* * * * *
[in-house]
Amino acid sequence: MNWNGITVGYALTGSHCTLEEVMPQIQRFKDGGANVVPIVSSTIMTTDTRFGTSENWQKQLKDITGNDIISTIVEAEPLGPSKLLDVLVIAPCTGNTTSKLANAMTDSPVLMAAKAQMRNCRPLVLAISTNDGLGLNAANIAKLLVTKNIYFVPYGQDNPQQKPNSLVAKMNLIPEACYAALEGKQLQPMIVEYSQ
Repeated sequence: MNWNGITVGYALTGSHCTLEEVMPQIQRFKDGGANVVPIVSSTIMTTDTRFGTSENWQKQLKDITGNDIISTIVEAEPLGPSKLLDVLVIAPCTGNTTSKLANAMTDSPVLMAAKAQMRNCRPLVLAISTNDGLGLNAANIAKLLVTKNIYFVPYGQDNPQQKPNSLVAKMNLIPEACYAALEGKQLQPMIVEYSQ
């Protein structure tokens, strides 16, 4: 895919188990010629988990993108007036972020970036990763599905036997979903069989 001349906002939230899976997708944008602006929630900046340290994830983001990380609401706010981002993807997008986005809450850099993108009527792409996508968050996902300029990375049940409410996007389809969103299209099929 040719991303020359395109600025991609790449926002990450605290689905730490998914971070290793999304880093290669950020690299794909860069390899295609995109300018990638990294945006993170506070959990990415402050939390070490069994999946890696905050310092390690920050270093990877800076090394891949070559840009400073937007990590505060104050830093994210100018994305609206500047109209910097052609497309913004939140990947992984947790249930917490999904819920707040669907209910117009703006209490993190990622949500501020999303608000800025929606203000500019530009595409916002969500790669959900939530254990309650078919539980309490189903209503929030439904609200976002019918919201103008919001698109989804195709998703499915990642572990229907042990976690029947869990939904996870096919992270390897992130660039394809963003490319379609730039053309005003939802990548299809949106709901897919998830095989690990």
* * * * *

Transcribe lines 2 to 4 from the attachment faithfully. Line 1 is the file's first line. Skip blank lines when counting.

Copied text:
Amino acid sequence: MNWNGITVGYALTGSHCTLEEVMPQIQRFKDGGANVVPIVSSTIMTTDTRFGTSENWQKQLKDITGNDIISTIVEAEPLGPSKLLDVLVIAPCTGNTTSKLANAMTDSPVLMAAKAQMRNCRPLVLAISTNDGLGLNAANIAKLLVTKNIYFVPYGQDNPQQKPNSLVAKMNLIPEACYAALEGKQLQPMIVEYSQ
Repeated sequence: MNWNGITVGYALTGSHCTLEEVMPQIQRFKDGGANVVPIVSSTIMTTDTRFGTSENWQKQLKDITGNDIISTIVEAEPLGPSKLLDVLVIAPCTGNTTSKLANAMTDSPVLMAAKAQMRNCRPLVLAISTNDGLGLNAANIAKLLVTKNIYFVPYGQDNPQQKPNSLVAKMNLIPEACYAALEGKQLQPMIVEYSQ
């Protein structure tokens, strides 16, 4: 895919188990010629988990993108007036972020970036990763599905036997979903069989 001349906002939230899976997708944008602006929630900046340290994830983001990380609401706010981002993807997008986005809450850099993108009527792409996508968050996902300029990375049940409410996007389809969103299209099929 040719991303020359395109600025991609790449926002990450605290689905730490998914971070290793999304880093290669950020690299794909860069390899295609995109300018990638990294945006993170506070959990990415402050939390070490069994999946890696905050310092390690920050270093990877800076090394891949070559840009400073937007990590505060104050830093994210100018994305609206500047109209910097052609497309913004939140990947992984947790249930917490999904819920707040669907209910117009703006209490993190990622949500501020999303608000800025929606203000500019530009595409916002969500790669959900939530254990309650078919539980309490189903209503929030439904609200976002019918919201103008919001698109989804195709998703499915990642572990229907042990976690029947869990939904996870096919992270390897992130660039394809963003490319379609730039053309005003939802990548299809949106709901897919998830095989690990």